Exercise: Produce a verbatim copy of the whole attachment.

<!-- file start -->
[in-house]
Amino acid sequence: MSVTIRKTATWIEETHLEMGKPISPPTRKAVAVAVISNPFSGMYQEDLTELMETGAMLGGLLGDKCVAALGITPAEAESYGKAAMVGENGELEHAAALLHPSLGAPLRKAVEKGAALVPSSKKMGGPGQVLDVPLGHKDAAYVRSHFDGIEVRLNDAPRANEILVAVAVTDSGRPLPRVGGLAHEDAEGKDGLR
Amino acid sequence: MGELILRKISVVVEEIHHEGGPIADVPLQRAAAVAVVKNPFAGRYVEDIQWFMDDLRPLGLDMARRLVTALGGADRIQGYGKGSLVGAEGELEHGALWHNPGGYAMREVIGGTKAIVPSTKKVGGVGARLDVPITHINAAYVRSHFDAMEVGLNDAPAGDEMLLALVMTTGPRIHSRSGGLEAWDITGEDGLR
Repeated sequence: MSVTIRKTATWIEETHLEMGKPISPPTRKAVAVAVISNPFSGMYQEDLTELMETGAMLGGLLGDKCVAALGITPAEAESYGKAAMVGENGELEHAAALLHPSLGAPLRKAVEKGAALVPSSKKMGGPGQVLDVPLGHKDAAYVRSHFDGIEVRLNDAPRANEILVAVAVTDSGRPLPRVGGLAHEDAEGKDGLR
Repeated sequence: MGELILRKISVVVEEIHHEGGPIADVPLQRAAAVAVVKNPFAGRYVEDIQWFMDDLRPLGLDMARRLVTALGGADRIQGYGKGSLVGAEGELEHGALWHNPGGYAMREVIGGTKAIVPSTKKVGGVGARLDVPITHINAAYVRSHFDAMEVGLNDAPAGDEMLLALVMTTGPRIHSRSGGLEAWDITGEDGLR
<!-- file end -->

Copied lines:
[in-house]
Amino acid sequence: MSVTIRKTATWIEETHLEMGKPISPPTRKAVAVAVISNPFSGMYQEDLTELMETGAMLGGLLGDKCVAALGITPAEAESYGKAAMVGENGELEHAAALLHPSLGAPLRKAVEKGAALVPSSKKMGGPGQVLDVPLGHKDAAYVRSHFDGIEVRLNDAPRANEILVAVAVTDSGRPLPRVGGLAHEDAEGKDGLR
Amino acid sequence: MGELILRKISVVVEEIHHEGGPIADVPLQRAAAVAVVKNPFAGRYVEDIQWFMDDLRPLGLDMARRLVTALGGADRIQGYGKGSLVGAEGELEHGALWHNPGGYAMREVIGGTKAIVPSTKKVGGVGARLDVPITHINAAYVRSHFDAMEVGLNDAPAGDEMLLALVMTTGPRIHSRSGGLEAWDITGEDGLR
Repeated sequence: MSVTIRKTATWIEETHLEMGKPISPPTRKAVAVAVISNPFSGMYQEDLTELMETGAMLGGLLGDKCVAALGITPAEAESYGKAAMVGENGELEHAAALLHPSLGAPLRKAVEKGAALVPSSKKMGGPGQVLDVPLGHKDAAYVRSHFDGIEVRLNDAPRANEILVAVAVTDSGRPLPRVGGLAHEDAEGKDGLR
Repeated sequence: MGELILRKISVVVEEIHHEGGPIADVPLQRAAAVAVVKNPFAGRYVEDIQWFMDDLRPLGLDMARRLVTALGGADRIQGYGKGSLVGAEGELEHGALWHNPGGYAMREVIGGTKAIVPSTKKVGGVGARLDVPITHINAAYVRSHFDAMEVGLNDAPAGDEMLLALVMTTGPRIHSRSGGLEAWDITGEDGLR